After the VW show we started towards Mammoth Cave National Park in Kentucky. Our first geocache grab was at the quirky Wigwam Motel in Tennessee. Then we crossed into Kentucky. These states blended together into a serious of back roads, small highways and little general stores broken up by large open swaths of land that possibly produced cotton or tobacco in a different era. Old, wooden farmhouses blended with stately brick homes, fronted by columns and punctuated with fields of cows and horses. But tucked away here and there were “hollers” named after the old-timers who were holed up in there. We passed Betsy’s Gap and Willard Gilmore Canyon. We saw “Pops General Store” and Old Bucks Drive. Every so often we would see a few folks sitting on a porch, watching us curiously as we passed by. None of them returned our wave with anything but a curious stare.
At Forbus General Store we stopped for the posted home made fudge. When we pushed open the front door we turned the heads of 4 men in denim coveralls. All were on ladder-back straight chairs, sitting around a wood stove and a spittoon. They watched us for a few minutes, and then returned to their discussion of local politics. We purchased some amazing fudge, and no-bake-cookies and let the screen door slam softly behind us.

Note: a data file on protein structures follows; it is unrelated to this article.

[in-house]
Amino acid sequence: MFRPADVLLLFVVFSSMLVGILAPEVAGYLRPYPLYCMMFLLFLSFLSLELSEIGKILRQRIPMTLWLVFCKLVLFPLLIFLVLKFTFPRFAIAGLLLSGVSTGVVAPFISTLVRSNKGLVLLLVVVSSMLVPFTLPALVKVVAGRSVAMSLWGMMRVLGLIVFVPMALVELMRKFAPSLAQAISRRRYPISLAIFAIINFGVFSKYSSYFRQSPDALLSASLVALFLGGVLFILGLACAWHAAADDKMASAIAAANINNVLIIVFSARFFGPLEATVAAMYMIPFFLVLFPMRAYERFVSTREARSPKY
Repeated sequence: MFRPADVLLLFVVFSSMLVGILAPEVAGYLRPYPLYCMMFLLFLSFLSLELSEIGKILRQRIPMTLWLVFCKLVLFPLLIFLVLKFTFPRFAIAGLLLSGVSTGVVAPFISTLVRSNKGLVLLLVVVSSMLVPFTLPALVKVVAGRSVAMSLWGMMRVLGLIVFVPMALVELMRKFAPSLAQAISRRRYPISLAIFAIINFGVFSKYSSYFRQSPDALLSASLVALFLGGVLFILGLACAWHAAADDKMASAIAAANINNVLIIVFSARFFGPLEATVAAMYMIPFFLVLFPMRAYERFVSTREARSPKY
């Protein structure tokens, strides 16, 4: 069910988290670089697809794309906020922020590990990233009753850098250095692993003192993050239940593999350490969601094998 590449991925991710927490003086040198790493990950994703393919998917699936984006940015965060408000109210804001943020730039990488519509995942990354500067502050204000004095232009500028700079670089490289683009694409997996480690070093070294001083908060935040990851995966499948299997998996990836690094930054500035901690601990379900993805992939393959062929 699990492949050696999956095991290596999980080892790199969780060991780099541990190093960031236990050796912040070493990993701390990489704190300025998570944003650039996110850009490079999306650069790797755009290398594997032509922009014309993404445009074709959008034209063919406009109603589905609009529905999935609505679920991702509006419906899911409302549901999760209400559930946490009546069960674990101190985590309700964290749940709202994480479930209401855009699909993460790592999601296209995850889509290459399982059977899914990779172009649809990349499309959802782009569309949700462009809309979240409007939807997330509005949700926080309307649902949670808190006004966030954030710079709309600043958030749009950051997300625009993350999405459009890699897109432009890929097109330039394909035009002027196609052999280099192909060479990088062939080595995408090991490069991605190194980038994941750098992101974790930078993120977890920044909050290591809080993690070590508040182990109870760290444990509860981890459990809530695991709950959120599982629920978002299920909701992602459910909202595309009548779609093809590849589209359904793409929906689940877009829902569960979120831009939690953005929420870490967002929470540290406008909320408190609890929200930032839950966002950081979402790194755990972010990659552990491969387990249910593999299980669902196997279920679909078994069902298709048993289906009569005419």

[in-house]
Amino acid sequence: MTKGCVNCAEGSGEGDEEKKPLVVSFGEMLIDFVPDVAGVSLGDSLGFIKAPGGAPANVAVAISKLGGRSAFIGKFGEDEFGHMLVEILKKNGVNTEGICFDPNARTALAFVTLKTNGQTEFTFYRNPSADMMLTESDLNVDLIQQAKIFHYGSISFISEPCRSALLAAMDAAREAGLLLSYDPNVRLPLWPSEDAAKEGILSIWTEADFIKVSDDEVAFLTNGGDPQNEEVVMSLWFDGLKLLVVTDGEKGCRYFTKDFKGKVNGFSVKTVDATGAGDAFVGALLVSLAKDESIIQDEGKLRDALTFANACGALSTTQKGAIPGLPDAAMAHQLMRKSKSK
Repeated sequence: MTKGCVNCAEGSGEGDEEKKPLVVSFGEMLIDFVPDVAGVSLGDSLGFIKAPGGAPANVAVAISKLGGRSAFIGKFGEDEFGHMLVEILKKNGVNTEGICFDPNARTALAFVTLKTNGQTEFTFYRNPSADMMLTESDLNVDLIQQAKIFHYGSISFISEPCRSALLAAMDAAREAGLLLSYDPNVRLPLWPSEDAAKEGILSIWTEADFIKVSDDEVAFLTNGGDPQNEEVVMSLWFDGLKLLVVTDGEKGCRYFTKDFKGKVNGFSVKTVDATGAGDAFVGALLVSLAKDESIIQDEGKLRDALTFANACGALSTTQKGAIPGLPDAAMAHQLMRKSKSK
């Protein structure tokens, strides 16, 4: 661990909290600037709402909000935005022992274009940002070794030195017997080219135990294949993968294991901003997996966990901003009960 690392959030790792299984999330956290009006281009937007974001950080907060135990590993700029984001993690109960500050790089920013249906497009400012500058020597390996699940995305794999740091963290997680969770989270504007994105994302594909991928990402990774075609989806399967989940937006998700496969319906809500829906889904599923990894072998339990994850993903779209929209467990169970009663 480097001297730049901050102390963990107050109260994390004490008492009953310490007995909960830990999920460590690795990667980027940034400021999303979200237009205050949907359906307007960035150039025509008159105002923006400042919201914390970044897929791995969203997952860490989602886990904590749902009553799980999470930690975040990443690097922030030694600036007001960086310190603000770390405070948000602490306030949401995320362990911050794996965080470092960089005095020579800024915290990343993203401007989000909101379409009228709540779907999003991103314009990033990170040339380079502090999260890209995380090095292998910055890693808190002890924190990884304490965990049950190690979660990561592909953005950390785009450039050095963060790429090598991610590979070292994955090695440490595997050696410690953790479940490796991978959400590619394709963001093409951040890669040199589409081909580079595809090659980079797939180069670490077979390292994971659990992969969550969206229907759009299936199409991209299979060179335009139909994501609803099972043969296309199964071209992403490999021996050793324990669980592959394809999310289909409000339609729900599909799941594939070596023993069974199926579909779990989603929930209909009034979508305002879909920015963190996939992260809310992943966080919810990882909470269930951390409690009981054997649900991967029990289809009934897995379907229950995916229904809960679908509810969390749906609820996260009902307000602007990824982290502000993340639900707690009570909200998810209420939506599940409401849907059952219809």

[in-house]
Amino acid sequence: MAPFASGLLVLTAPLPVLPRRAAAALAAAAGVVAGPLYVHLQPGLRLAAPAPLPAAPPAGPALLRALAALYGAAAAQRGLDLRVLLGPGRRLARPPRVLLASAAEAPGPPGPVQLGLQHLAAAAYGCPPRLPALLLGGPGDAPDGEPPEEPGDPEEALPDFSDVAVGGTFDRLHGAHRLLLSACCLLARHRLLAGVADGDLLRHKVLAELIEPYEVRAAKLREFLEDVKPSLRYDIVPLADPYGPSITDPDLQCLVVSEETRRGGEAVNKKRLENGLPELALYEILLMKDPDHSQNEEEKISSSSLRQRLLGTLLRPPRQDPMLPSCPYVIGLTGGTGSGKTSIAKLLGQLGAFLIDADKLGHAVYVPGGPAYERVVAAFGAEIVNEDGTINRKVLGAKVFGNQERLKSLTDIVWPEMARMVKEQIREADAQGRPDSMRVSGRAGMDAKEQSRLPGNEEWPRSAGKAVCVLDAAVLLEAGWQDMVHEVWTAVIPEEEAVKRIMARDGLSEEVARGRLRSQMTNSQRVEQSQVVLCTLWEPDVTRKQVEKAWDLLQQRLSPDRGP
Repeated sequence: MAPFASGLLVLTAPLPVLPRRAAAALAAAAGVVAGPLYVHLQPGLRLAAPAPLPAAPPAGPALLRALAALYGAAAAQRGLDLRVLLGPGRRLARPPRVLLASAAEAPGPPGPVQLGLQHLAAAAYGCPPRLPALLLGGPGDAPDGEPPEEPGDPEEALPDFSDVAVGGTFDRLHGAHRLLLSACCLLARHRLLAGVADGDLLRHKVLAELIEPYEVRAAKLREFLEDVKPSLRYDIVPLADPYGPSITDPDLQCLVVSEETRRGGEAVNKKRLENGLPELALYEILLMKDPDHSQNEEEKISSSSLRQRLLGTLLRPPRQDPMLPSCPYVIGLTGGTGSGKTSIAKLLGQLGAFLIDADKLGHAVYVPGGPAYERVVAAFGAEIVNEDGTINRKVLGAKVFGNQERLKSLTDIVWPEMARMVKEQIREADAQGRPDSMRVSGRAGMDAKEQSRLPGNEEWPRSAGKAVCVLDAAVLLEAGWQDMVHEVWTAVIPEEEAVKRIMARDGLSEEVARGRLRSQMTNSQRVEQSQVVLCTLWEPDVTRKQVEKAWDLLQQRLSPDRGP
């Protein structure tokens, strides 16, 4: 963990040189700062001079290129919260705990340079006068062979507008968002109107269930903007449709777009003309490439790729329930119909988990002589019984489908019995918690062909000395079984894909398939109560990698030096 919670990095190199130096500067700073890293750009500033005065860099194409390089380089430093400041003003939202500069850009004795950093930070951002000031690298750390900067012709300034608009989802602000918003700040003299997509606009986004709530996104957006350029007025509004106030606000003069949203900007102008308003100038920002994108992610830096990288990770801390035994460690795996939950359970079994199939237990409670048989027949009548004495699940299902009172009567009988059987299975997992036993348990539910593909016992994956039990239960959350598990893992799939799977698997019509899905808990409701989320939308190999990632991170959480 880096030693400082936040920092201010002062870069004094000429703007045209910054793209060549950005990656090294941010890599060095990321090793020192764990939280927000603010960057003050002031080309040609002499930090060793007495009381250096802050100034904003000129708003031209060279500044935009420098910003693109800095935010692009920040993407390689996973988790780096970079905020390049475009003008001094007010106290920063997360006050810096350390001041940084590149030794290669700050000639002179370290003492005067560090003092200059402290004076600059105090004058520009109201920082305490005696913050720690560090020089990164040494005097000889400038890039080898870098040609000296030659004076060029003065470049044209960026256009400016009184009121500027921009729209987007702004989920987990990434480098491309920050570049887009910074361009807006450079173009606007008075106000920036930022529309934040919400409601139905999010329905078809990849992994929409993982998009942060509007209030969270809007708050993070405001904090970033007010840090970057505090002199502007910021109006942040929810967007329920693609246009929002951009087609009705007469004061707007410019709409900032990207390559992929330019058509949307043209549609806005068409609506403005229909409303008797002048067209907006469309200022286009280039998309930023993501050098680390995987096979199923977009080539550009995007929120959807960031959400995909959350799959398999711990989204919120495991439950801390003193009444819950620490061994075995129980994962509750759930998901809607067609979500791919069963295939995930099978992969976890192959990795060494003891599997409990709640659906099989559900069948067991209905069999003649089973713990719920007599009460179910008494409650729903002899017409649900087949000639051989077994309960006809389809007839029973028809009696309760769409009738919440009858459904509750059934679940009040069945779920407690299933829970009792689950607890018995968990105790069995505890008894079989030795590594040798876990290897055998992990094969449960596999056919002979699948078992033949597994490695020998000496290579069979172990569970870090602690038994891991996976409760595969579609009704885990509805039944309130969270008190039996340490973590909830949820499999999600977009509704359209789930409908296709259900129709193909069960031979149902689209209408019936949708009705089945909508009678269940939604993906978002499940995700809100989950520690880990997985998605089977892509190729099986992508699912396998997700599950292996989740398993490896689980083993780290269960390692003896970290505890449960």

The campground at Mammoth Cave National Park was nearly emptyand we were able to wander around the woods with the dogs. When the rains came, we hung out in the van and watched the fallen leaves absorb the moisture. We made our big plans for the area- we would tour the Corvette Assembly Plant in nearby Bowling Green Kentucky and take one of several available tours into Mammoth Cave.
Both of these visits were fantastic. The Corvette plant did not allow any photos. It was interesting and beautiful in an automated, mechanical sort of way. Beautiful cars being produced at a fast pace. We opted not to spend the money on the nearby Corvette Museum but instead headed to town for groceries and gas.
Mammoth Cave National Park is impressive. Over 400 miles of caves interconnected in the hills. The park offers several different types of tours and none of them are for the wimpy. Each of the tours boast many stairs, tight squeezes, low ceilings and slippery ascents. Some even include muddy knees and scraped hands. It was refreshing to see a park that was preserving history, geology and expecting the visitors to handle the rough edges. We enjoyed our “Domes and Dripstones” tour and felt perfectly tired when it was done!